Many of us are familiar with the story of Faust, who made a deal with the Devil by trading his soul for knowledge and pleasure. While Faust would live a charmed life for the remainder of his days, his soul would burn in Hell for eternity after he died. Faust’s story poses the question if getting want you want is worth the ultimate cost, or if the ends justify the means. In Matthew Davenport’s novella Satan’s Salesman, this story is approached with an interesting twist: what if there is a sales team working for Hell that are trying to close these deals, getting desperate people to trade their souls for their ultimate wish? It gives a literal and comic interpretation to the phrase, “Corporate is Hell.”
Shane is a talented salesman with a loving girlfriend and plenty of ambition. He just misses getting the promotion he deserves through no fault of his own, and soon hears about a company called Perdition Investments that could help him out. They attempt to recruit Shane to work for them, but instead of earning cash, Shane would be able to make his wildest dreams come true insomuch as he follows the rules and met his monthly quota. However, the nature of the business forces Shane to evaluate his intentions in life, his adherence to a moral code, and what kind of life he truly wants.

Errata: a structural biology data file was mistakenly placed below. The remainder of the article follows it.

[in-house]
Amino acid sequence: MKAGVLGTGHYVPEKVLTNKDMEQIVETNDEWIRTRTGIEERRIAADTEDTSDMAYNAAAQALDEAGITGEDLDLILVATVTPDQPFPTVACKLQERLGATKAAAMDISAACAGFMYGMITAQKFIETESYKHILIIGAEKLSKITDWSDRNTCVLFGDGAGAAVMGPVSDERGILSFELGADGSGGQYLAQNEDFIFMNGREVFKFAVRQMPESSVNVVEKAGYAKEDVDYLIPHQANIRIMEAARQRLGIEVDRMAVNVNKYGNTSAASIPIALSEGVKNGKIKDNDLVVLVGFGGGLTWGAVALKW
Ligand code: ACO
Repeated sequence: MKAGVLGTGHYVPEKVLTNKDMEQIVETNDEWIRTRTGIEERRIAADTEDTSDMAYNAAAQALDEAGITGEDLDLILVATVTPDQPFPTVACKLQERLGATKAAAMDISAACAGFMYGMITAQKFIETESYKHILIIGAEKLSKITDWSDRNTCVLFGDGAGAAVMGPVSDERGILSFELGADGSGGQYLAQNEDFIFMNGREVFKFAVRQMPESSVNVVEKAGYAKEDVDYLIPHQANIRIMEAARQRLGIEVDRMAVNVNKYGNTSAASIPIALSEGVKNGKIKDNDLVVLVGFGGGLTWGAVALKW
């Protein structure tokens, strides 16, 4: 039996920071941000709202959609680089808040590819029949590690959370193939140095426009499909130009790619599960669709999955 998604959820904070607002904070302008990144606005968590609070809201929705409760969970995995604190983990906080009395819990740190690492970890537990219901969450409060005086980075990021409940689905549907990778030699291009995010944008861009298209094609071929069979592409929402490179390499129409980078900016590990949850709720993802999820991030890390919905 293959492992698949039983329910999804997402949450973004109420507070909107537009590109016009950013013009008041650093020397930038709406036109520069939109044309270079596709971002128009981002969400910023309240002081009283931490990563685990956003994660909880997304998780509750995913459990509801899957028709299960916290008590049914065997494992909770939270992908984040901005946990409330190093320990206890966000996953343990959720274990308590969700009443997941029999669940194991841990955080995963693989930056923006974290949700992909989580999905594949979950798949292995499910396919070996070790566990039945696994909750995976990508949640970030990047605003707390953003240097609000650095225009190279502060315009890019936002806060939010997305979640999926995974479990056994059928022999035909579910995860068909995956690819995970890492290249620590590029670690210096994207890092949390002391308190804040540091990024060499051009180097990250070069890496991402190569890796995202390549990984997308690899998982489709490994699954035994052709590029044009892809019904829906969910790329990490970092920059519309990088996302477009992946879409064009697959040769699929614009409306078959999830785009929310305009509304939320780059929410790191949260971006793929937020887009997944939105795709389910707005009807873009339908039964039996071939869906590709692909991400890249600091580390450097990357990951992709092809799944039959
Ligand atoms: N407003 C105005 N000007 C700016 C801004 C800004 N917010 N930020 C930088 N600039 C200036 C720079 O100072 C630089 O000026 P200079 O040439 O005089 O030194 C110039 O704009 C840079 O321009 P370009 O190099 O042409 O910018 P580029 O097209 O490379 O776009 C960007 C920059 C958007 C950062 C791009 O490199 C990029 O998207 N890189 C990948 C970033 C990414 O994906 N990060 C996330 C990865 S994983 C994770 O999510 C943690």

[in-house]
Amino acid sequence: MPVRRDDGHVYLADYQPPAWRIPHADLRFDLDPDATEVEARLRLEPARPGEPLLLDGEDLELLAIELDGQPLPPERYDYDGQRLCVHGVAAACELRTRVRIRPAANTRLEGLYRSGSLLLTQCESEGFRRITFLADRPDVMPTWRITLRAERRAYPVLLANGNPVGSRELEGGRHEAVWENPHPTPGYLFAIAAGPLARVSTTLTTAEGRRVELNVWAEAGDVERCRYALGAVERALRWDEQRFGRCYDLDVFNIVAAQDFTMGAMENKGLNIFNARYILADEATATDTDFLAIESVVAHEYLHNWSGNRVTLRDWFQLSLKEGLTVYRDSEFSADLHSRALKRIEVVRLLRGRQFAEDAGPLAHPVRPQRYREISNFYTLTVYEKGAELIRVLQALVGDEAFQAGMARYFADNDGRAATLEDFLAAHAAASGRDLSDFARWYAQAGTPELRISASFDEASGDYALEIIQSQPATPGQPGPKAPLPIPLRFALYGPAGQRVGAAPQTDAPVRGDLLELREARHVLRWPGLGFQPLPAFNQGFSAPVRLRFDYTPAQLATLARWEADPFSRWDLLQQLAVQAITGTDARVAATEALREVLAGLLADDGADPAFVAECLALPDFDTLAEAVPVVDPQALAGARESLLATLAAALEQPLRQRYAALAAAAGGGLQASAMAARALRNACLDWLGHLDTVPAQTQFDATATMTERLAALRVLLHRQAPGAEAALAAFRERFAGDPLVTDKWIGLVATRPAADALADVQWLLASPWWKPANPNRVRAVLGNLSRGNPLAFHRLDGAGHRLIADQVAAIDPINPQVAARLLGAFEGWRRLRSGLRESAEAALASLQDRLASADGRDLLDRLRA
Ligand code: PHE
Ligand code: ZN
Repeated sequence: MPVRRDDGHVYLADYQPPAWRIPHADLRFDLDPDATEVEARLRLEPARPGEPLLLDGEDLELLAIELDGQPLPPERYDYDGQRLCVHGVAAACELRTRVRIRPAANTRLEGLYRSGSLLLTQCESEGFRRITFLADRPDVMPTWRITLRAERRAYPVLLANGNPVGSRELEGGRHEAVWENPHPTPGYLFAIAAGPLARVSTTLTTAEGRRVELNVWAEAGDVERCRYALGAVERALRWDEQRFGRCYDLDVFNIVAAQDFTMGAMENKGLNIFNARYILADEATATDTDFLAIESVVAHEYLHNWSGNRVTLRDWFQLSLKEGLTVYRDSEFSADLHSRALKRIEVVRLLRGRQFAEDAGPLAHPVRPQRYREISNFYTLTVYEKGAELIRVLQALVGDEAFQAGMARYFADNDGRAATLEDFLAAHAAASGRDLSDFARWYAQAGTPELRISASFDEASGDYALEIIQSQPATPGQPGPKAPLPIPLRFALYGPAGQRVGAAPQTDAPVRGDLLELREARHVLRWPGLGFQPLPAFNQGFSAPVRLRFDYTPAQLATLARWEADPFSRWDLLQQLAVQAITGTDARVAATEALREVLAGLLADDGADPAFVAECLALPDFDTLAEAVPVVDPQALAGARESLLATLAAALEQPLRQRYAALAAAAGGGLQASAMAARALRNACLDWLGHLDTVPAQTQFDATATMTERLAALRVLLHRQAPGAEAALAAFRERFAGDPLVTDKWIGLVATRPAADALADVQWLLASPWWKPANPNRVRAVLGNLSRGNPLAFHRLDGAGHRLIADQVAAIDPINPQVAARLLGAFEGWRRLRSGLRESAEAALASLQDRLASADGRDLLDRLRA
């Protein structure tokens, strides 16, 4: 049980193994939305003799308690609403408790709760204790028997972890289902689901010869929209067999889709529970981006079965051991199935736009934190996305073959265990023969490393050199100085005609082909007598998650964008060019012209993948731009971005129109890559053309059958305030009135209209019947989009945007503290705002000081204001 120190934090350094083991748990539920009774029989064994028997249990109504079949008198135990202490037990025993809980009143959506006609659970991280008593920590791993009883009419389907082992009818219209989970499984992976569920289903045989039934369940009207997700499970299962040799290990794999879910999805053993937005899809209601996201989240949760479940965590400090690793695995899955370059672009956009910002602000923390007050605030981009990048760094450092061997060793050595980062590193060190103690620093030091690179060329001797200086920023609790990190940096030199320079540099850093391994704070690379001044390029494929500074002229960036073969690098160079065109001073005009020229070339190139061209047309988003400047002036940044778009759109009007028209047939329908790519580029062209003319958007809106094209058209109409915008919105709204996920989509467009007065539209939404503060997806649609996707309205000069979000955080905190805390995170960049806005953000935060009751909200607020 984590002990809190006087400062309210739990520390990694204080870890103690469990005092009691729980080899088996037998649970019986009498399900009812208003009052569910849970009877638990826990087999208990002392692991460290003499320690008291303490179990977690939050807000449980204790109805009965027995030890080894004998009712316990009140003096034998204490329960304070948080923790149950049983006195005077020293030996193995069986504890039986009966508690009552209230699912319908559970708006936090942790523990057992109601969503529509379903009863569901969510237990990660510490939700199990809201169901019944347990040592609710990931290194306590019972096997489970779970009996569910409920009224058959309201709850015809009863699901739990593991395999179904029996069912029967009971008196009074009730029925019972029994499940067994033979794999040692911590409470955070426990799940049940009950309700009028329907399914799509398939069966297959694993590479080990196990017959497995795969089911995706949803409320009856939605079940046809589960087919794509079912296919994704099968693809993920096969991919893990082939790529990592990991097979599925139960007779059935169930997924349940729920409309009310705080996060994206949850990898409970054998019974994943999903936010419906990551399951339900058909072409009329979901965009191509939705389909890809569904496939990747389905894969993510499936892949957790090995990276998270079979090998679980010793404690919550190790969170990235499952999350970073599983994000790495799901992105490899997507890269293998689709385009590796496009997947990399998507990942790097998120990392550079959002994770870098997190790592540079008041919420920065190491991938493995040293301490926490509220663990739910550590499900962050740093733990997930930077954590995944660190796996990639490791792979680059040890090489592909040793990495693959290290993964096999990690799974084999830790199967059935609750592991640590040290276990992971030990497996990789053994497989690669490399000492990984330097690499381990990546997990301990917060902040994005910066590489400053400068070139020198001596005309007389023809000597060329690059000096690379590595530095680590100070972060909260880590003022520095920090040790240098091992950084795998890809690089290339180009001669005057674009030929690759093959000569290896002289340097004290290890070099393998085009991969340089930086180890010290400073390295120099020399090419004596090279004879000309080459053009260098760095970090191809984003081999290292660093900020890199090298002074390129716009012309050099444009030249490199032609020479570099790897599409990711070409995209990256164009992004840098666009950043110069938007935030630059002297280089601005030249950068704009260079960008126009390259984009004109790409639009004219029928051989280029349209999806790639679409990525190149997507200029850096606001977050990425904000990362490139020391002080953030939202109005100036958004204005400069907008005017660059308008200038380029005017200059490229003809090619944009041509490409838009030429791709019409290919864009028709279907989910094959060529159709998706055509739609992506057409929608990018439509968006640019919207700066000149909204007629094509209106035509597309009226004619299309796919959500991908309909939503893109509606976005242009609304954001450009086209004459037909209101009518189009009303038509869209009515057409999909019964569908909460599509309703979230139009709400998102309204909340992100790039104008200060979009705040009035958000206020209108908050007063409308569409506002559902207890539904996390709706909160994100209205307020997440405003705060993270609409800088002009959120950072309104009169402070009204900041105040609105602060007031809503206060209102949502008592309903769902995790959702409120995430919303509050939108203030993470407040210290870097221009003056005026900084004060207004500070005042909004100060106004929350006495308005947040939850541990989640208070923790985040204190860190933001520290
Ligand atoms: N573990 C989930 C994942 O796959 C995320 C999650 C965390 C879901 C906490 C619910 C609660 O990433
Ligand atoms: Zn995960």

While I had a few issues with the writing style of Davenport, I did overall enjoy this story. It is simultaneously a satire of sales culture, a philosophical dive into morality, and a meditation on the strengths of ambition and greed. But even though it’s a pretty short book to begin with, I think a good portion of it could also have been edited down. The book’s opening lines were mired in unnecessary detail, and that trend continued for the entirety of the story. I can’t think of an opening paragraph with less of a hook than “As Shane Lowe slid the keys to his Sebring into his pocket, he pressed the lock button. The resulting quick honk of the horn let him know that the car was locked.” There were plenty more instances of needless exposition that had me wanting to sell my own soul if Davenport would just jump to the important scenes. Luckily, those scenes carried enough weight to keep me interested in Shane’s story. There were some nice plot developments and unexpected twists, and though the end was a little rushed, I enjoyed how Davenport decided to end the story.
I’m undecided if I can classify this book as horror. It certainly has elements containing the threat of horror – there’s demons, but they all have management and VP roles. There’s the threat of eternal damnation, but it seems no different than the threats that many religious believers must face every waking day. Unless you consider your own life a horror story, then I think this book works as more of a biting satire into corporate culture. Once I decided upon this tone, I began to enjoy this book much more. So, if you’re interested in a Faustian story with a modern twist and healthy dose of dark comedy, then you might enjoy Satan’s Salesman.
Review by Adam Weller
7.2/10 from 1 reviews
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